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Selling Your Company: Six Common Pitfalls

By: George Spilka
Posted: May 1, 2008, from the May 2008 issue of GCI Magazine.
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For many business owners, the sale of their company is the largest, most complex transaction of their career. Due to its magnitude and impact on a business owner’s (the seller’s) future, it also is one of the most stressful. A seller will often find solace and security in an experienced, determined acquisition advisor who can provide guidance during this process. It can be especially helpful for selling owners, if the advisory firm is headed by an advisor who understands the intensity and depth of emotions that an owner is facing.

There is very little information available on middle market transactions (defined as deals valued between $2 million and $250 million) to enable a potential selling owner to know what is involved in the sale process. Correspondingly, prospective sellers are often under numerous misconceptions that can be harmful. During many years in acquisitions and input from thousands of owners/entrepreneurs, I have determined that there are six common pitfalls, based on erroneous beliefs, for middle market owners.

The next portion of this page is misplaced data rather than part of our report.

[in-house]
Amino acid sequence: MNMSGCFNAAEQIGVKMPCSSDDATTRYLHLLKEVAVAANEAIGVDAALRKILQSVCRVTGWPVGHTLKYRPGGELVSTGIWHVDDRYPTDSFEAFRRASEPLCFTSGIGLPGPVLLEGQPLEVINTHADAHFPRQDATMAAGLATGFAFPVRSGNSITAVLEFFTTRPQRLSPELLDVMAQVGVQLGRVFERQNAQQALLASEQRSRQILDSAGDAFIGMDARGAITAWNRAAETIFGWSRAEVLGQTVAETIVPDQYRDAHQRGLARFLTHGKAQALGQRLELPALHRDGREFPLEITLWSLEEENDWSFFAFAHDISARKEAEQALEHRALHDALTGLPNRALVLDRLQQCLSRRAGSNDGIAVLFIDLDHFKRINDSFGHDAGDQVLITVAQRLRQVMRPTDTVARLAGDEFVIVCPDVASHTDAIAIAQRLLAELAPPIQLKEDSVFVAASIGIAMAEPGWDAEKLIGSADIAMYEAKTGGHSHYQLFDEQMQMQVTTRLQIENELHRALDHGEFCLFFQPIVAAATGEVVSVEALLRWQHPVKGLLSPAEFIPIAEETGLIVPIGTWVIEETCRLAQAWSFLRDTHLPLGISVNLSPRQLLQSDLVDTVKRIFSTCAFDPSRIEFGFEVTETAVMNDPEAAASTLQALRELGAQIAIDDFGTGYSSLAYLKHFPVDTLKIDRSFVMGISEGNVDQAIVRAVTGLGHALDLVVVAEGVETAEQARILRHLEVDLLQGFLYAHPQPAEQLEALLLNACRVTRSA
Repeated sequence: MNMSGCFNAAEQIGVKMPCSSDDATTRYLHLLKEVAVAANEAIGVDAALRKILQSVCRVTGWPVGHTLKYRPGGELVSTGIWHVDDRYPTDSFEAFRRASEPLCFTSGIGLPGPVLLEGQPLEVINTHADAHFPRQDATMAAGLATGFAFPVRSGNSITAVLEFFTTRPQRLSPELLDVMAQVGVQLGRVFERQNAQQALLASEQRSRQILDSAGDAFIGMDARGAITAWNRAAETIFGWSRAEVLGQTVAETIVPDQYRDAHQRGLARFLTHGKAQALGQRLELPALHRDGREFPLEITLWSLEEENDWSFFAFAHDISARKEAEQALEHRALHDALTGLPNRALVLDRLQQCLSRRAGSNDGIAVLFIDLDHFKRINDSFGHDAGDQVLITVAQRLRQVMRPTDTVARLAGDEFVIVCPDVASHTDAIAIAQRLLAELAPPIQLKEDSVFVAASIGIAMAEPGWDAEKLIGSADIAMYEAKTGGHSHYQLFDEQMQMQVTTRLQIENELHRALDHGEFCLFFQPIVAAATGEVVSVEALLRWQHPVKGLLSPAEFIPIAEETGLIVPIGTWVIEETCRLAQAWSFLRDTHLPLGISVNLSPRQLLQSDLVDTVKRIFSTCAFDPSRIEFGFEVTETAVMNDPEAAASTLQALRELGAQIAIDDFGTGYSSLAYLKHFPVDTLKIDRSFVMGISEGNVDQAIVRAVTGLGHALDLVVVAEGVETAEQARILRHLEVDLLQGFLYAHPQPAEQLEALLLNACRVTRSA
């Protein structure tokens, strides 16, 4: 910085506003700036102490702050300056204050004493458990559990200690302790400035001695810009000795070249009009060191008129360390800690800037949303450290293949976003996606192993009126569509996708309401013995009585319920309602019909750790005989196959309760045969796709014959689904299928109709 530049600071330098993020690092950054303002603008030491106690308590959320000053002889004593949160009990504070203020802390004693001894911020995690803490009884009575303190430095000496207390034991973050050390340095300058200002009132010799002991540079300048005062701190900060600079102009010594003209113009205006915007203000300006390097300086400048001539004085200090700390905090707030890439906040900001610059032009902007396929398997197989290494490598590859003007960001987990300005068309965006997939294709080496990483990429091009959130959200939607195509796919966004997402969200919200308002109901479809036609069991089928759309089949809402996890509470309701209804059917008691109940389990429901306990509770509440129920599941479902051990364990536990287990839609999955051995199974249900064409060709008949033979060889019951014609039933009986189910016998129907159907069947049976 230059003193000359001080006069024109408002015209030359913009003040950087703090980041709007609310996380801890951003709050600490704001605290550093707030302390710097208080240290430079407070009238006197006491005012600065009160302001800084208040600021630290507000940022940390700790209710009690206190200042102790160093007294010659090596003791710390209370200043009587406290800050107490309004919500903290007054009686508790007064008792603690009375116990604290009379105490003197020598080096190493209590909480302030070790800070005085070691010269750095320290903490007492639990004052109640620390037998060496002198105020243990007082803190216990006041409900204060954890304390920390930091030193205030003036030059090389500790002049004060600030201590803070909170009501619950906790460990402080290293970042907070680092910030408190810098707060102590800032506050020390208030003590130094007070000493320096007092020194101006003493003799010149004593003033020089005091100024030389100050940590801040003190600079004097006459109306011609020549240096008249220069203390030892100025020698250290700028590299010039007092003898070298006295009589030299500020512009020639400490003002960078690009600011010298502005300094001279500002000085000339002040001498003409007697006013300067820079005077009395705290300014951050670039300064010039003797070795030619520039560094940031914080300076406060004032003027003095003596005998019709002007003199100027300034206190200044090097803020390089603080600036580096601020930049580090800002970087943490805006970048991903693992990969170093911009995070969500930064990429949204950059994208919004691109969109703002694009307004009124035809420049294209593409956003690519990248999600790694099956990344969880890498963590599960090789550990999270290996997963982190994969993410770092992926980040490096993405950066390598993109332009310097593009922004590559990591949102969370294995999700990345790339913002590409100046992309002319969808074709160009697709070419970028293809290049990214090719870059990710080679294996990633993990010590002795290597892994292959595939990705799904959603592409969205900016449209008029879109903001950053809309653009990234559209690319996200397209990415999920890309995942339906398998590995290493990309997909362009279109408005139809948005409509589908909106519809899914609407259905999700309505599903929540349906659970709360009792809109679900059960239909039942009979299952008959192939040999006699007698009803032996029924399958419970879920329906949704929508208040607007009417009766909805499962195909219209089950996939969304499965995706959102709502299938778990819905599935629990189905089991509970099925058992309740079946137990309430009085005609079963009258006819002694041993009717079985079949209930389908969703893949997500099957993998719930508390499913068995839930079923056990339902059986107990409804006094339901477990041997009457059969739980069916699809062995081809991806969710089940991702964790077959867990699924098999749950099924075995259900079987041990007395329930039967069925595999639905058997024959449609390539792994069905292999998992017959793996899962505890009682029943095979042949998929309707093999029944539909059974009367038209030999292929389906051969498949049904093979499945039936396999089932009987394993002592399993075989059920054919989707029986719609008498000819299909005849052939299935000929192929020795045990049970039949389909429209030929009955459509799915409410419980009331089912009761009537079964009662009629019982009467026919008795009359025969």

The Misconceptions & Pitfalls
Valuation is a numbers-crunching process.

Nothing could be further from the truth. A properly conducted valuation involves the complete investigation of a company’s business foundation. It includes defining the company’s future opportunities and major risks along with its projected impact. The following factors must be evaluated during this process:
a. The strength of the company’s marketing program, including the diversity and control of its customer base.
b. For manufacturing companies, the ability to produce a high quality, low cost product, and the caliber and productivity of its research and development function.
c. For distribution or service businesses, the demographics of its trading area, the quality of its product and/or service line, the attractiveness of its locations and the ability to run its operation in a cost-effective manner.
d. The quality of the management team and the presence of a reasonably paid, well-motivated work force.
These factors become a prime determinant of the multiple to apply to the company’s expected future earnings.
 
Planning and timing the sale of a company increases the transaction price.